The City Hall gig was during 1971 and was a co-headlining show with Chicken Shack. Things didn’t go entirely to plan and for some reason The Groundhogs weren’t able to appear that night, so Chicken Shack headlined the gig, and very good they were too. The gig was promoted by local guy Geoff Docherty, who came on stage to apologise and tell us The Groundhogs would play a couple of weeks later. This was one of those gigs where you handed your tickets in at the door, so they gave them back to us as we left, so that we could use them at the rescheduled gig. One of my mates was quite enterprising and kept going in and out of the hall, and thus managed to collect a few extra tickets, which he sold on to people at school. So a couple of weeks later we returned to the City Hall, and as promised The Groundhogs did indeed play for us. I also remember that Bridget St John was support at one of those two gigs; I think it was the first night when Chicken Shack played. I remember someone threw a can, just missing her, and Geoff Docherty came on to the stage to tell the crowd to calm down. At the time The Groundhogs would start with Mistreated (from Blues Obituary), and then play a selection of tracks from their first few albums including Eccentric Man, Still a Fool (from the first album, Scratching the Surface), Split I, Garden, and Groundhog Blues. They would finish with Split II with a marathon solo by Tony and lots of use of the whammy bar, and return for an encore of Cherry Red. Tony was quite rightly rated as one of the best guitarists in the country at the time, and his guitar playing was stunning and a joy to experience.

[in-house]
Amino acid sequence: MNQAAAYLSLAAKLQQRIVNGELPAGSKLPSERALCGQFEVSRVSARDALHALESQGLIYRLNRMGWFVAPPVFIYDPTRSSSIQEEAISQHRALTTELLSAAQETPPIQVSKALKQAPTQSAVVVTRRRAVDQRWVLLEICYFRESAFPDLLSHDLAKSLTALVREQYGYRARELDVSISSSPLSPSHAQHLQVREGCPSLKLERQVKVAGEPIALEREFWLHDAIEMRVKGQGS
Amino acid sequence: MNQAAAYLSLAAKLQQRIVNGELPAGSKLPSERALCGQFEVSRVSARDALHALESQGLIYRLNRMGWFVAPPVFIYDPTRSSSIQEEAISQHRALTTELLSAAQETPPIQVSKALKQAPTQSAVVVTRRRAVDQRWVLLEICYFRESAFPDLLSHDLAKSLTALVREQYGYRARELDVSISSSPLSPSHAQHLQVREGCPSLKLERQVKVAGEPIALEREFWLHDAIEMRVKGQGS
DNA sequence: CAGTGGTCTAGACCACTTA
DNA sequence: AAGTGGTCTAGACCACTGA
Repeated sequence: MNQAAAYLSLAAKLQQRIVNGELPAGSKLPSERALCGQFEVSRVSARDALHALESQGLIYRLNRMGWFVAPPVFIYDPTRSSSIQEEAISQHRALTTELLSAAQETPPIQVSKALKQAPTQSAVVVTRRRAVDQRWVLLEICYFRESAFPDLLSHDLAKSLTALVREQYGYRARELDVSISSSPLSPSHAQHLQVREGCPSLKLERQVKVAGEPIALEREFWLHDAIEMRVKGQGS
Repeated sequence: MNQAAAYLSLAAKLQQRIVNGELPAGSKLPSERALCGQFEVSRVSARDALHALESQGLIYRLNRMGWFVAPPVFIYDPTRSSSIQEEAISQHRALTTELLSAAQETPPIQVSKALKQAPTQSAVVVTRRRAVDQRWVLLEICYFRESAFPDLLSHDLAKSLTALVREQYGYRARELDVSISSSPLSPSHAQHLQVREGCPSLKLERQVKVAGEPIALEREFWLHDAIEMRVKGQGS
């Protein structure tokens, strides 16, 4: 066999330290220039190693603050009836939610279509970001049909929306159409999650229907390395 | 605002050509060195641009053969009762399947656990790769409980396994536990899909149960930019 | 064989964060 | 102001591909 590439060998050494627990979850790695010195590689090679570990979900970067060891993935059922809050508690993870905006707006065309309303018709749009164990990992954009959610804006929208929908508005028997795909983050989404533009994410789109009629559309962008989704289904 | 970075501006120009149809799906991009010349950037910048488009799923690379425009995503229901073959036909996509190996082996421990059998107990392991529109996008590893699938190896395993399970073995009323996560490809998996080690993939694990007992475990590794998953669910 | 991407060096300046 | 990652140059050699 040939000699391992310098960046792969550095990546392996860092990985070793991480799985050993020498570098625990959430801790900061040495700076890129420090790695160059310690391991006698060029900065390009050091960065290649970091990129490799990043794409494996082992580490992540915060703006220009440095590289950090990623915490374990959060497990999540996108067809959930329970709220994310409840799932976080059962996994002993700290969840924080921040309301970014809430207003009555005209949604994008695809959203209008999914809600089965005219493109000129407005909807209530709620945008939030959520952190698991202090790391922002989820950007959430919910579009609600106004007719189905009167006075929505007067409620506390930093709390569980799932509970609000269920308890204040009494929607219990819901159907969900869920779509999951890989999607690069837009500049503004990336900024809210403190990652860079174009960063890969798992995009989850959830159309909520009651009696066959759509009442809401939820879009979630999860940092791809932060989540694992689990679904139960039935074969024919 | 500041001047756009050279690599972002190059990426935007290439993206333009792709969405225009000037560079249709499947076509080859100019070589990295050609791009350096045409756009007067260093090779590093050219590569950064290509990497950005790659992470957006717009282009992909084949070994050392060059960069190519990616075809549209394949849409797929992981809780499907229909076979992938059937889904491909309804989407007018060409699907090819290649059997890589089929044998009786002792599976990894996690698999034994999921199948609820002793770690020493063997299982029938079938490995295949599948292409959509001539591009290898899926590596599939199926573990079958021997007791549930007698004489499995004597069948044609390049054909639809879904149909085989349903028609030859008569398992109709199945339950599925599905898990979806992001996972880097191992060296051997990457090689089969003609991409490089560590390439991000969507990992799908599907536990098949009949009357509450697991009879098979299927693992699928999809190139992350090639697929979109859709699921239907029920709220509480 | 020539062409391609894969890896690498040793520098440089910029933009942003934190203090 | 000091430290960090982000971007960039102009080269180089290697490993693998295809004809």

A group of us went to see The Groundhogs play at Sunderland Bay Hotel sometime late in 1971. I decided to go at the last minute, missing a gig by Rory Gallagher at the City Hall so that I could see the Hogs with my mates. The place was packed and Tony was on top form; I remember this as one of the best times I ever saw the band.
hogswhowillsave In early 1972, I was at Newcastle Mayfair to see The Groundhogs and Chicken Shack share a bill again, at a dance for Ashington College students. Both bands did play this time, alongside a couple of other bands, as I recall. Chicken Shack were on top form with Stan walking around the dance floor playing his guitar, using an extra long lead. The Groundhogs had just released the Who Will Save the World? The Mighty Groundhogs album, and played a couple of tracks from the new lp: Earth is not Room Enough, and Music is the Food of Thought. I think this is the only time I’ve ever seen them play those tracks. Tony was also getting into some serious soloing at this point, playing a very Hendrix-ish version of Amazing Grace.